New from Saint Cloud Florida

Hello all, I ran across this site looking for good information on train horns. I have nothing specific yet in mind as far as a set of horns go, but I have a specific project I am going to be working on.

The high school I graduated from and played football for (which I am still close with the coaches and staff) are looking for a “noisemaker” to sound off whenever a touchdown is made or a fumble is recovered (you get the idea) and since the mascot is a Cowboy (Spelled Kowboy’s because they are in Kissimmee) I plan on building a cowboy style chuck wagon to house a train horn with compressor and tank.

Im here looking for information and to get a general knowledge of where I need to be as far as my project goes on the horn end.

The only thing I can think of out of the box is that the louder the better.

Thanks for reading. Have a great day.

Just a few thoughts Ive had.

I plan on running a gas compressor. Most likely a wheelbarrow style and connecting that to a larger tank. I have a 65 gallon tank sitting around (an old electric compressor) for volume.

Everything else is up in the air, but I will have more than enough room to fit whatever is needed.

Im thinking I will be able to do most whatever Id want to with a 65 gallon tank.

Im open to any and all suggestions and or information so please feel free to post what you like and what you don’t.

Welcome to the forum. First thing … if you have an old 65 gallon tank you want to use, you’ll want to get that hydro pressure tested. For a big train horn (e.g. a 5 chime Nathan or Leslie) you will want to have above 110 psi in that tank. A tank that size at that pressure represents a serious danger that could easily kill someone if it fails. Get it tested - period, or go for a much smaller tank.

Ultimately, everything comes down to cost and the budget. You’ll probably need to spent upwards of $600 to get a solid rig that has the impact of a trainhorn. Shop around eBay if you want a genuine trainhorn (probably a K or P series Airchime since they are very rugged and run efficiently through a wide pressure range).

If you’re going to mount all this on a vehicle, you can probably downsize as well. Consider that you’ll want to refill your tank with air and that’s where a significant portion of your costs will be (i.e. for the compressor). 12V compressors will only ever be rated to fill 5 gallon tanks so if you have large air receiver then you’ll need multiple compressors, or an EDC (engine drive compressor), or the venerable Oasis (which costs big $$'s).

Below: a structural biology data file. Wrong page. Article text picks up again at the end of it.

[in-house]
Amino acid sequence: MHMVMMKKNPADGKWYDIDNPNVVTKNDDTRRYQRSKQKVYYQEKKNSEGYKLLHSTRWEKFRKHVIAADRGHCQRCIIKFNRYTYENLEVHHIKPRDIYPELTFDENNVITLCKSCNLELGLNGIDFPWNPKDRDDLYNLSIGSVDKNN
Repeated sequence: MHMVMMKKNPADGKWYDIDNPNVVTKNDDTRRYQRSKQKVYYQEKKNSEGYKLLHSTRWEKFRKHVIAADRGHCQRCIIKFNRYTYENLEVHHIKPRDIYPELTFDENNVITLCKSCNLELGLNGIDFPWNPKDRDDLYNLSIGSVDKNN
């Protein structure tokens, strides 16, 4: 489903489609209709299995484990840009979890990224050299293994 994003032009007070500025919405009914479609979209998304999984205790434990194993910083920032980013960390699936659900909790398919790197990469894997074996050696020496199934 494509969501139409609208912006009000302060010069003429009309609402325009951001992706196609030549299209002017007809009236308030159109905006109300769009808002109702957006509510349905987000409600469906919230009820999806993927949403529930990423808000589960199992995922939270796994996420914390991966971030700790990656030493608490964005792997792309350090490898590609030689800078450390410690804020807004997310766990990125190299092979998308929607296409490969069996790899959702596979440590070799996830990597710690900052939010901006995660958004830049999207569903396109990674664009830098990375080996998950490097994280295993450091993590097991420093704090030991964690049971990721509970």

For honking at a footy match, you’re only going to need 5 or 10 gallons of air. If you want to consider a quick easy fix, the Conductor’s Special 540 Train Horn Kit from Hornblasters will give you an solution that’s ready to go. Check out the videos on the site here, especially those from user “reapeatman” - he’s gone around a few footy games with the Shockers and he’s never failed to draw serious attention with them :wink:

Good luck… search the site for inspiration or ideas (plenty of good info here), and ask questions if you’ve got 'em.

Thanks for the input.

I do have a few questions regarding your post, first the tank I’m talking about just came out of service in my powdercoat shop (I purchased a new compressor). I also purchased the old one brand new not 3 years ago. You still think I would need it checked?

Secondly, I’d be happy to buy 3 or more 10 gallon tanks and fill them pre game if you think that would be plenty (switching via vales from one tank to the next). Again I plan on a gas compressor for any recharge needed at the game.

I’m really leaning towards a true locomotive horn. I just think the cool factor would be worth it.

What pressure rating is your tank? Get some advice from a place that does hydrostatic testing - I think about every 5 years is the norm but it could be more frequent for large tanks like that.

135 max psi. I guess pressure is more important than volume with these horns?

Not really… maximum sound pressure level can be attributed to air pressure, but tank volume will determine the amount of time you can blow the horn as well as factor in the flow rate. The real train horns are hungry air hogs and everything in your air supply line will have to designed to accommodate the flow rate requirements. Air pressure will naturally drop off much slower from a larger tank. Here’s a chart to illustrate flow rate and pressure for the K series Airchimes.

Great data. Thank you again. I may just stick with the larger tank!

Im guessing it will depend on the horn set I end up with, but if Im reading correctly everything to the manifold should be set up in 1/2" line?

should I move these questions out of the introduction area and make a new thread? I don’t want to step on any toes or break any rules in my first couple of days if possible.

OOO-K! That does it - Posting tech questions in the intro thread … you’re OUTTA HERE!!! :smiley:

I don’t think we’re quite that strict around here :slight_smile: … but yeah you might get some more visibility in the “Train Horns” thread.

Oh, in terms of your other question - yes, 1/2 all the way will see you in good steed for any horn setup. Keep in mind that your kit is only as good as the smallest part of your supply line.

Welcome to the forum. You haven’t broken any rules yet and keep posting here if you like but these questions are usually asked in the different categories.
Most people here recommend 1/2" air line to help with volume. I think the input port on most horns will be smaller and have the most restriction to air flow.

Thanks again guys for the welcome, Ill start a new thread in the horns section